Australia is close falling out of the top third of nations when it comes to digital competitiveness according to a new global report.
The 2021 IMD World Digital Competitiveness Ranking (WDCR) has found that the country fell five places in the rankings to 20th place among 64 countries benchmarked by the annual report.
Problems with business agility, along with digital skills and training, were among the nation’s critical weaknesses singled out in the WDCR analysis.
CEDA (Committee for Economic Development of Australia), an independent think tank, is the Australian partner in the rankings report the produced by the Switzerland-based International Institute for Management Development World Competitiveness Centre.
Lack of future readiness
CEDA CEO Melinda Cilento said that despite the Covid-19 pandemic leading to the rapid adoption by businesses of digital opportunities, Australia is not keeping pace with the rest of the world.
“Lifting digital competitiveness would enable Australia to better leverage digitisation and new technologies to create value for customers, provide new job opportunities, improve government services and find solutions to challenges like decarbonisation and climate change,” she said.
“Of particular concern is Australia’s poor performance in terms of future readiness – our worst result in the history of the index – which unpins a country’s ability to sustain its digital competitiveness over time.
Cilento said the slide in the global rankings underlines the challenge Australia faces to meet the federal government’s ambition to create a leading digital economy by 2030.
“One immediate step the federal government could take towards that 2030 goal is to appoint a Chief Technologist, she said.
“A Chief Technologist would work to build community trust and understanding in emerging technologies, including through transparent technology assessments, and would provide leadership across emerging technologies, knowledge and future preparedness.”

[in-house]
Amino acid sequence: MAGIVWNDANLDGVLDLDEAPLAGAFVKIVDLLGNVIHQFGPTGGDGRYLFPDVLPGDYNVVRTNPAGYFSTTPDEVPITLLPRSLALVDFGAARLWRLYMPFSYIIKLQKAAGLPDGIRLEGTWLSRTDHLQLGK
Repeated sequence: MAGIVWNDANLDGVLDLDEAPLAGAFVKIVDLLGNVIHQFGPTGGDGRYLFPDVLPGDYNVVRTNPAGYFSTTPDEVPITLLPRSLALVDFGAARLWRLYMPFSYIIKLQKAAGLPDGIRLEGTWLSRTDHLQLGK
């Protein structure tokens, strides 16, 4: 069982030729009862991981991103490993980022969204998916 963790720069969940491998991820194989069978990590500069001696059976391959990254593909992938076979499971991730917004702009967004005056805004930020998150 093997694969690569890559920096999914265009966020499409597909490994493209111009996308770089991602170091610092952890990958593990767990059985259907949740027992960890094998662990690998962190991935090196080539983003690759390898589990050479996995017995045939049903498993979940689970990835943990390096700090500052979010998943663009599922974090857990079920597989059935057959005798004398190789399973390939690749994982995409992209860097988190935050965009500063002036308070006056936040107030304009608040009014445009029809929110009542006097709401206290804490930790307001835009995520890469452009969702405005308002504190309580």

The good news is the WDCR report found that Australia still has plenty of strengths, including its regulatory framework, support starting a business, its IT integration in terms of software piracy and E-Government.
Lack of business agility
However, the nation ranked 55th out of 64 for business agility, with executives ranking themselves particularly poorly for agility of companies and responding to opportunities and threats.
And despite the Morrison government’s commercialisation push for tertiary sector research, Australia ranked just 31 for knowledge transfer between companies and universities.
“Unlocking greater collaboration between universities and businesses in line with the federal government’s University Research Commercialisation Scheme Taskforce will be a necessary spark for investment, innovation, and value creation,” Cilento said.
While nations that ranked highly had strong performance in the talent and training and education categories, Australia recorded significant falls in those areas during a year of closed borders. The trend was dramatically down, with the nation sitting at 45 in international experience, down eight places from last year, 44 in digital and technology skills, down four places, and 58 in employee training, down 10 places.
Cilento said these results highlighted the importance of re-opening Australia’s international borders to skilled migration and skilled occupation lists amid critical need for high tech talent in emerging areas.
“Continued skill shortages in the technology space will restrict the ability of businesses to embed digital improvements in everyday business processes and stunt future innovation,” she said.
The US once more held top spot on the WDCR list for the fourth year in a row, ahead of Hong Kong, which climbed up from 5.
Responsive consumer attitudes, the prevalence of technology and business confidence in accessible venture capital are among the US strengths.
Singapore, Denmark and Sweden also rank in the top five nations.
Japan, South Korea and Taiwan made rapid rises through the rankings. China has risen 15 places in four years thanks to expanded levels of scientific and educational attainment, highly productive R&D and a leading global share of high-tech exports.
The rankings report found that the US outspends China on education as a proportion of GDP at almost double the rate (6% against China’s 3.5%), although China tops global rankings for mathematical literacy among the young (the US ranks 36th).
The 2021 IMD World Digital Competitiveness Ranking report can be downloaded here.